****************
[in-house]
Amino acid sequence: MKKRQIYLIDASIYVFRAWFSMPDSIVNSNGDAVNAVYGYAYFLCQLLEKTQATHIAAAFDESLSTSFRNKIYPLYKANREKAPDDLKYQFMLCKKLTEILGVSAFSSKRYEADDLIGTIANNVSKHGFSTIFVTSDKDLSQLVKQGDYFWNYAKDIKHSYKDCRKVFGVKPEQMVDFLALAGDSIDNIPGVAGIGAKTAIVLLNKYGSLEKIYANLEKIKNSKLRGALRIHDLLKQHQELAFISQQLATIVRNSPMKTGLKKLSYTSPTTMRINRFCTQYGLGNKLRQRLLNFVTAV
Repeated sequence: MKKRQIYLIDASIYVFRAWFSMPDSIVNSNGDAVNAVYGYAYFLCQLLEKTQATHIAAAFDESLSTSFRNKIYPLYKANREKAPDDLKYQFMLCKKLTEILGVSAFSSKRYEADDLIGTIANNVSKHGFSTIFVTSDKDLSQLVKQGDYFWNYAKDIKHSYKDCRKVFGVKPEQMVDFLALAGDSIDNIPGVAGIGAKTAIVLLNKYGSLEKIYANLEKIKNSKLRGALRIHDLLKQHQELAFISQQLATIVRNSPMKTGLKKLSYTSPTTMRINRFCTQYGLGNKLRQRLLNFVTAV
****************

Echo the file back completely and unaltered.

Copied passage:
[in-house]
Amino acid sequence: MKKRQIYLIDASIYVFRAWFSMPDSIVNSNGDAVNAVYGYAYFLCQLLEKTQATHIAAAFDESLSTSFRNKIYPLYKANREKAPDDLKYQFMLCKKLTEILGVSAFSSKRYEADDLIGTIANNVSKHGFSTIFVTSDKDLSQLVKQGDYFWNYAKDIKHSYKDCRKVFGVKPEQMVDFLALAGDSIDNIPGVAGIGAKTAIVLLNKYGSLEKIYANLEKIKNSKLRGALRIHDLLKQHQELAFISQQLATIVRNSPMKTGLKKLSYTSPTTMRINRFCTQYGLGNKLRQRLLNFVTAV
Repeated sequence: MKKRQIYLIDASIYVFRAWFSMPDSIVNSNGDAVNAVYGYAYFLCQLLEKTQATHIAAAFDESLSTSFRNKIYPLYKANREKAPDDLKYQFMLCKKLTEILGVSAFSSKRYEADDLIGTIANNVSKHGFSTIFVTSDKDLSQLVKQGDYFWNYAKDIKHSYKDCRKVFGVKPEQMVDFLALAGDSIDNIPGVAGIGAKTAIVLLNKYGSLEKIYANLEKIKNSKLRGALRIHDLLKQHQELAFISQQLATIVRNSPMKTGLKKLSYTSPTTMRINRFCTQYGLGNKLRQRLLNFVTAV